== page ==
Divided Delaware Supreme Court Decision Highlights Issues About Director Independence in Derivative Actions
Thursday, June 30, 2022

The Delaware Supreme Court recently affirmed a Court of Chancery ruling granting a Special Litigation Committee’s motion to terminate a shareholder derivative action that had survived a motion to dismiss. The split decision in El Pollo Loco (June 28, 2022) highlights whether a director can be considered independent – especially as a member of a Special Litigation Committee (“SLC”) – if he or she had known about and had approved or not objected to the prior motion to dismiss, which had asserted that the claims at issue in the subsequent SLC investigation lacked merit.

The majority in Diep concluded that the two relevant SLC members were independent because the record did not show that they had “approved or participated in a substantive way in the decision to file the motion to dismiss.” However, Justice Valihura’s lengthy dissent disputed that conclusion and opined that the Board (including the two directors who later joined the SLC) must have approved the decision to file the motion, which alleged that the same claims that those SLC members were later charged with evaluating lacked merit.

The majority’s ruling will give some comfort to companies and boards that decide to move to dismiss derivative actions but then need to appoint SLCs or perhaps even Demand Review Committees (“DRCs”). But the majority opinion appears to be fact-specific and does not articulate a bright-line rule that a director’s involvement in a motion to dismiss does not undermine his or her independence for purposes of a subsequently formed SLC or DRC. The dissent highlights that potential tension and raises questions about the factual assumptions that seem to have undergirded the majority opinion.  This debate could cause companies and boards to pay further attention to issues that derivative actions pose, including whether to file a motion to dismiss, whether and when to create an SLC or a DRC, and who the members of any such committee should be.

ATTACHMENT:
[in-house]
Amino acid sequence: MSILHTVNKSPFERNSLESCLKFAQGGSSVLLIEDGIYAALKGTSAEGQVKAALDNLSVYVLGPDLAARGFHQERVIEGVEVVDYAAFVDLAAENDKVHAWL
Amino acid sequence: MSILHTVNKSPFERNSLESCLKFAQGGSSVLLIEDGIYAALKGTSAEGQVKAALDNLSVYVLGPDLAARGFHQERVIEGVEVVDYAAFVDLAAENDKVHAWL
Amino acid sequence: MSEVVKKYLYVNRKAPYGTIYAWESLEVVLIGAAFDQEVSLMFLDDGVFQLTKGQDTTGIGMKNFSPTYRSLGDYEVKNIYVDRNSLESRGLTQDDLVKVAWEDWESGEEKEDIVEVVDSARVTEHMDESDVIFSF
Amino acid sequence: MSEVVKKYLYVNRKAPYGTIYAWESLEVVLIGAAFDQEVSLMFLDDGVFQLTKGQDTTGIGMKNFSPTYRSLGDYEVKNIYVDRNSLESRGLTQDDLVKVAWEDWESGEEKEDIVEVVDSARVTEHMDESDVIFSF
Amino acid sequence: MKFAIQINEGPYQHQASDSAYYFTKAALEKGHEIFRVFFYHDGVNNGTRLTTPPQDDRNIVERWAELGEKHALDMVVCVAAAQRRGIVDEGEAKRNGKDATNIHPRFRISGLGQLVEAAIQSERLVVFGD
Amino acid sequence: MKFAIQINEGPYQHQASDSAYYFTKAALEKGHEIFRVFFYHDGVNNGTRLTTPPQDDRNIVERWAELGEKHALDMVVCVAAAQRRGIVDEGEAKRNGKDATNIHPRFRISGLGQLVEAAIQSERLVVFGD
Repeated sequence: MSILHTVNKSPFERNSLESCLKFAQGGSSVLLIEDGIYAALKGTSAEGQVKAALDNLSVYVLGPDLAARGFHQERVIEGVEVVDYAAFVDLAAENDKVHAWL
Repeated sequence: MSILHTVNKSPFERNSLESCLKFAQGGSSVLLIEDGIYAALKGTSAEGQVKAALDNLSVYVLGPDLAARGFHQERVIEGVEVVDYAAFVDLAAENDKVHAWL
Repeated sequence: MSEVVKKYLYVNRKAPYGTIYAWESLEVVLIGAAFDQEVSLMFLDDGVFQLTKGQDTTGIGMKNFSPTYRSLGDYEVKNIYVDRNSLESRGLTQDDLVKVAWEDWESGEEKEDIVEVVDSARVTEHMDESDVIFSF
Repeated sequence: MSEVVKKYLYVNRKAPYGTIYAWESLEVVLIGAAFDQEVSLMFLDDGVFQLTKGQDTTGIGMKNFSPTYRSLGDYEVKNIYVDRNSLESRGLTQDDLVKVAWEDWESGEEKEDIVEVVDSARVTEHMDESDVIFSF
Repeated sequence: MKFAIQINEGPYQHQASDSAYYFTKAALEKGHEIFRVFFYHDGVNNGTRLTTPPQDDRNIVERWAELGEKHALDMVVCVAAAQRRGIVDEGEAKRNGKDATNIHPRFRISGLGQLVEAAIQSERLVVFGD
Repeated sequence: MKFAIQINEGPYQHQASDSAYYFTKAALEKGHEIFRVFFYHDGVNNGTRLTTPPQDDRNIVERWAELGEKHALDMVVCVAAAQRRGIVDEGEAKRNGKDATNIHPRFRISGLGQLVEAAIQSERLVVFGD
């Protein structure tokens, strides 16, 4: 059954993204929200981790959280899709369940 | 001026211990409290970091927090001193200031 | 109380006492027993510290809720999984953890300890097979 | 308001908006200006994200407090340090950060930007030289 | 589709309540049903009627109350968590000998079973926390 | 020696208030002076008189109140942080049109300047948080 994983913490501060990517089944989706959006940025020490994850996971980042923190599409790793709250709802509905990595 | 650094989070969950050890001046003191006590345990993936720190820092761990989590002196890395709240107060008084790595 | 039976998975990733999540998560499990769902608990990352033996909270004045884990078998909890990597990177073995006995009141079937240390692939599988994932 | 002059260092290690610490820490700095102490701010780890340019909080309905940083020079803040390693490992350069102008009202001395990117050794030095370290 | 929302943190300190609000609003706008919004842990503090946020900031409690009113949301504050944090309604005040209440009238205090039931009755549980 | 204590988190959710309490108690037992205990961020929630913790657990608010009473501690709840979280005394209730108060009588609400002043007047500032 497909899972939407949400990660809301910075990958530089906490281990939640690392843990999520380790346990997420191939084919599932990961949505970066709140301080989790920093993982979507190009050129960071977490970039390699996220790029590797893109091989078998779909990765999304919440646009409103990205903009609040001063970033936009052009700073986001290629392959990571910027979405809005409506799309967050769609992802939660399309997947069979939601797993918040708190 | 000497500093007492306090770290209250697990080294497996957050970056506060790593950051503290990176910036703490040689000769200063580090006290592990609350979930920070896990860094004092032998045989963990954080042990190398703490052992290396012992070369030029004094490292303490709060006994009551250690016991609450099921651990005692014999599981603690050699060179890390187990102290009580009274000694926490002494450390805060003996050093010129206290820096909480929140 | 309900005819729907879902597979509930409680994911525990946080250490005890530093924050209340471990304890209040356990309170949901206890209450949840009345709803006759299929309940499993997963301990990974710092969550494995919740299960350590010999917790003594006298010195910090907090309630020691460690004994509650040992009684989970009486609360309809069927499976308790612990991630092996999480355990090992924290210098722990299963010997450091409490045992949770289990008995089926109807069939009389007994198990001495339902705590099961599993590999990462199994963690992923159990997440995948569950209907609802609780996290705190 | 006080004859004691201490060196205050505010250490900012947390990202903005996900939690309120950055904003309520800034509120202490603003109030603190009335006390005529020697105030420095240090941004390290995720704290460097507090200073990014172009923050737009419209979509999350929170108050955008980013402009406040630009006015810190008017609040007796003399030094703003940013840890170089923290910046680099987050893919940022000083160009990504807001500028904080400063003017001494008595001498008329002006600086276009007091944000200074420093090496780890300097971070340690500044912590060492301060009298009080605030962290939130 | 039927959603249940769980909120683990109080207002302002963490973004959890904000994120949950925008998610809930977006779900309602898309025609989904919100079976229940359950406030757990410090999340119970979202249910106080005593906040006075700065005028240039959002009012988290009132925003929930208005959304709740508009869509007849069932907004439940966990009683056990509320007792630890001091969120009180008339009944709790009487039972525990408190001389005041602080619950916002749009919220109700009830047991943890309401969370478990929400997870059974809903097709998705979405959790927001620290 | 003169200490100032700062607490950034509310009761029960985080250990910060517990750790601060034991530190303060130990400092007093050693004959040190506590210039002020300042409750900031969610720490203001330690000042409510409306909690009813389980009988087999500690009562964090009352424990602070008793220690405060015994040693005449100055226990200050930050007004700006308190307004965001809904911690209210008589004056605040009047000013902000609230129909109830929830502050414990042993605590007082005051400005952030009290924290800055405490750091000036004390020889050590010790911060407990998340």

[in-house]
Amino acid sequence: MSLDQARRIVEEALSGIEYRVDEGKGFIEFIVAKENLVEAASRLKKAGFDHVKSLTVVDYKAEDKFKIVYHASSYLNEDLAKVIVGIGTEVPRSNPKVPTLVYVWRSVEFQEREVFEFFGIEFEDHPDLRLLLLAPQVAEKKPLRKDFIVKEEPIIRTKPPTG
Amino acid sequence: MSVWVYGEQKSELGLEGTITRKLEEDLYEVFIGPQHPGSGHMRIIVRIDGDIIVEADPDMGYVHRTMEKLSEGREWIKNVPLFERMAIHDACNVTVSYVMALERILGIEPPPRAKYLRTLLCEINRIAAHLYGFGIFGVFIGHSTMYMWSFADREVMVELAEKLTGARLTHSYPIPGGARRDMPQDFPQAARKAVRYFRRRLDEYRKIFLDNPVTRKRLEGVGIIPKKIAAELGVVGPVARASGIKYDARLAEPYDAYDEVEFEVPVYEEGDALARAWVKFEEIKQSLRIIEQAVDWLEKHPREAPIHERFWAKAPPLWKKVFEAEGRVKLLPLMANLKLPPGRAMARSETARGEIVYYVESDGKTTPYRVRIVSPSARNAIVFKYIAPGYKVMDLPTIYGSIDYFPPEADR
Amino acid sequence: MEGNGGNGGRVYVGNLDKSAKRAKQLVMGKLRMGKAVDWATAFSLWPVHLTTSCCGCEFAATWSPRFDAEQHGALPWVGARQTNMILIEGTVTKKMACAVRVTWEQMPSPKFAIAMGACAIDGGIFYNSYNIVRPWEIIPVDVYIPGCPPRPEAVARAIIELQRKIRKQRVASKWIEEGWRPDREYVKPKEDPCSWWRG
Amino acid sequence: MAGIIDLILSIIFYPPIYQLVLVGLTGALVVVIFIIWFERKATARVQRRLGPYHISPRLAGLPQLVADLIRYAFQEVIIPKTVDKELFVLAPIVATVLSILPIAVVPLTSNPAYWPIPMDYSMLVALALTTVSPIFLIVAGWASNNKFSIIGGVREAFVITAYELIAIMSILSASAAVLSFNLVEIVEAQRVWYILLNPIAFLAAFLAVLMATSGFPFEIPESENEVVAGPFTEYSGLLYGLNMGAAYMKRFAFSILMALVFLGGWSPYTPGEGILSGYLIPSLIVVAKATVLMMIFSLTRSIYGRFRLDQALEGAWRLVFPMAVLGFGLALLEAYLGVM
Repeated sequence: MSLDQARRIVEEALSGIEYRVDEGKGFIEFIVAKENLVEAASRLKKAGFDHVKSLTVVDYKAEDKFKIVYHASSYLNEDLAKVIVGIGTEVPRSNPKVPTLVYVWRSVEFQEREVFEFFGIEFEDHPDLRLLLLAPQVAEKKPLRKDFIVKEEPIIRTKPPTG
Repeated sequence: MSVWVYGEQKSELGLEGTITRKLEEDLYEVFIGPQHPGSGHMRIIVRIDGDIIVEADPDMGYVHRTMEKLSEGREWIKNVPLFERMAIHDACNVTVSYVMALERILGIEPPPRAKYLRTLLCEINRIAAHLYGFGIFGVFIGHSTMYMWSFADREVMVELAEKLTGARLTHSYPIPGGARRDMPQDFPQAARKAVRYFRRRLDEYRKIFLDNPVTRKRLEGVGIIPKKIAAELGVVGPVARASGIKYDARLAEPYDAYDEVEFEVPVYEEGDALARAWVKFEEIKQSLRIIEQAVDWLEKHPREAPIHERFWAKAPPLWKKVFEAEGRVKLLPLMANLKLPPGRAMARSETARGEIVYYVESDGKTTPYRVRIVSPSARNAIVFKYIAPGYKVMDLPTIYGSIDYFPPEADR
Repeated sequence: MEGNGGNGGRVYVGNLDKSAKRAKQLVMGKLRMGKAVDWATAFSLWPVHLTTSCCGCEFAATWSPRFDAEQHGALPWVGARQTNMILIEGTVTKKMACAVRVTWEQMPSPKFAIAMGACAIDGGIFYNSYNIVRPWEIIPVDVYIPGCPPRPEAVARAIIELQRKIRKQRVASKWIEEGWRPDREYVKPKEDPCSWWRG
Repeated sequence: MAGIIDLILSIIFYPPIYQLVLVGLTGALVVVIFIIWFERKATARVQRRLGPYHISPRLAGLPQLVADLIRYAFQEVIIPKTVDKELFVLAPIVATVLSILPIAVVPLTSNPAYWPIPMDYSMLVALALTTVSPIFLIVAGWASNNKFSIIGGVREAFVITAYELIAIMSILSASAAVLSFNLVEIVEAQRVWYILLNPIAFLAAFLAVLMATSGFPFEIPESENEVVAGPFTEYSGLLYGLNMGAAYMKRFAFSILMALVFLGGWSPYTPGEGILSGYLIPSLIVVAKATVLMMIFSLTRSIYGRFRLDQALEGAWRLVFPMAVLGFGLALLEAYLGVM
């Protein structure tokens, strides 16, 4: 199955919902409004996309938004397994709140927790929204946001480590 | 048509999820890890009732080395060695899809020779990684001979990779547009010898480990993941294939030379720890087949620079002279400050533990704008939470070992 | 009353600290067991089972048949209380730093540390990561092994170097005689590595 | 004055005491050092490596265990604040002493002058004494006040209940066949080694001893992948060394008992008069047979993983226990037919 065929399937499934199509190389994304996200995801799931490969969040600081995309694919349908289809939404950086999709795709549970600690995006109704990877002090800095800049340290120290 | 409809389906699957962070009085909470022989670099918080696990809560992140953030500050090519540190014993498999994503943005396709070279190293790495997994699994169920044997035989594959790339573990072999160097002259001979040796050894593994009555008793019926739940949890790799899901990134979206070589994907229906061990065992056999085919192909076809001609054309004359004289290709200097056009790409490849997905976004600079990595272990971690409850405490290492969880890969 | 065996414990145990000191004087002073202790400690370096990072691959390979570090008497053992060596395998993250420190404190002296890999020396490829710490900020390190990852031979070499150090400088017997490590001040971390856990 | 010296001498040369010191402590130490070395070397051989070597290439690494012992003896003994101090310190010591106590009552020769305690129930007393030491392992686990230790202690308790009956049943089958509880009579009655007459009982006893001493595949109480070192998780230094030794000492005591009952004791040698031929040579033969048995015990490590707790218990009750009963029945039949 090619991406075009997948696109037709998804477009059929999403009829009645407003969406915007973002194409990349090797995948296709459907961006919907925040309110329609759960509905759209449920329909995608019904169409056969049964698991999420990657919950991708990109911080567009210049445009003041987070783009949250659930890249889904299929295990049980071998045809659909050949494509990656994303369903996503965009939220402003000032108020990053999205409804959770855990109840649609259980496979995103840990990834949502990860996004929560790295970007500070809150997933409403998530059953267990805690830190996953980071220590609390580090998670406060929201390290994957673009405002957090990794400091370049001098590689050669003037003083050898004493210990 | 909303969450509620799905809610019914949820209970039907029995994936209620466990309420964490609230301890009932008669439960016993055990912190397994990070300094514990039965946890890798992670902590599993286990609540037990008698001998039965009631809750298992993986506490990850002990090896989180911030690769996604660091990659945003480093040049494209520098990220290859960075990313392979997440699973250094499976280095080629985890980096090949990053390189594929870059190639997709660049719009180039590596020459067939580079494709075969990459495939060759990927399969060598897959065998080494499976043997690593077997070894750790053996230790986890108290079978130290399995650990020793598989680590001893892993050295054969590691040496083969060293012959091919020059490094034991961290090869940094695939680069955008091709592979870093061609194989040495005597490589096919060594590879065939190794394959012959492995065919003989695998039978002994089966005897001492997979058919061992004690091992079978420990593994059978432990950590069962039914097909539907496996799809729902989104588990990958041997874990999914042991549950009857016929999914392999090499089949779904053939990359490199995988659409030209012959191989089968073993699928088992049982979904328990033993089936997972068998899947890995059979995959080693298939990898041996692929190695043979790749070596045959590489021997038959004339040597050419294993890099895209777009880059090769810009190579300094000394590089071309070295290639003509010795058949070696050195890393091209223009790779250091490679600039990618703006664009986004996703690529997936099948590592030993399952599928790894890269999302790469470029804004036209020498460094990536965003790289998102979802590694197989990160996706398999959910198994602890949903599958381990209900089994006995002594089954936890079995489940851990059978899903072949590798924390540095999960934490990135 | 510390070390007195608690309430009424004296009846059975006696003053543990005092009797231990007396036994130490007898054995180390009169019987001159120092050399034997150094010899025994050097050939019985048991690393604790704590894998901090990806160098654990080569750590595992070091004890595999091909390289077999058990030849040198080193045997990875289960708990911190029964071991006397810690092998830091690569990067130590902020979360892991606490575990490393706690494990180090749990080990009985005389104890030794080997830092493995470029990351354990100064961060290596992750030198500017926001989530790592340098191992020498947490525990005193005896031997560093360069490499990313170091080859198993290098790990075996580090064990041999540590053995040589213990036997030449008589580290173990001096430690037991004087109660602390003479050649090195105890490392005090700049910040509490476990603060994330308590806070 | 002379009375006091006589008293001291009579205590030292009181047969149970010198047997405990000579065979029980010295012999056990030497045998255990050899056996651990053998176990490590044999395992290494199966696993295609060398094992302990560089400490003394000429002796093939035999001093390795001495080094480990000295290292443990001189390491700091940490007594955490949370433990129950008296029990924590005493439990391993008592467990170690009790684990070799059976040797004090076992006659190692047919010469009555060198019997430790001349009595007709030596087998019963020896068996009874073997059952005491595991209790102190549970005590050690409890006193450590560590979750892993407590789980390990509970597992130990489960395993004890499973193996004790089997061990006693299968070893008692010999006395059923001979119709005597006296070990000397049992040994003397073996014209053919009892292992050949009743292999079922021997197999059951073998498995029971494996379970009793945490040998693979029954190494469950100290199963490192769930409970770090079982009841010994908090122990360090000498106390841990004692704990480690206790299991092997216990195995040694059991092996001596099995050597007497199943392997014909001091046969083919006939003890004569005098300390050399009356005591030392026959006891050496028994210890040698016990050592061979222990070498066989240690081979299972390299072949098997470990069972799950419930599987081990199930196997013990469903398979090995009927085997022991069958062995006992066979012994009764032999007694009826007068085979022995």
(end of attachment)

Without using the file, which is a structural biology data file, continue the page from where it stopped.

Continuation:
Factual Background

The Diep derivative action was filed in the wake of a securities class action alleging that the corporate defendant (El Pollo Loco) had made misrepresentations about its financial performance. The derivative plaintiff asserted similar disclosure claims cast in the guise of breach of fiduciary duty; he also alleged that company insiders and the controlling shareholder had violated Delaware law by selling large amounts of company stock before the so-called “truth” about the alleged misrepresentations was revealed to the market.

The company and the individual defendants moved to dismiss the case based on the plaintiff’s failure to have made a pre-suit demand on the company’s Board, and the individual defendants also moved to dismiss for failure to state a claim. The Court of Chancery stayed the count of the Complaint that overlapped with the disclosure claims in the securities class action, but denied the motion as to the insider-trading claims.

The Board then formed an SLC to investigate the allegations at issue in the securities and derivative actions. The SLC consisted of three members, none of whom had been named as a defendant. Two of the directors had joined the Board after the conduct at issue, but before the motions to dismiss had been filed; the third had joined later. The SLC retained independent counsel, conducted a detailed investigation, and concluded that the derivative claims should not be pursued.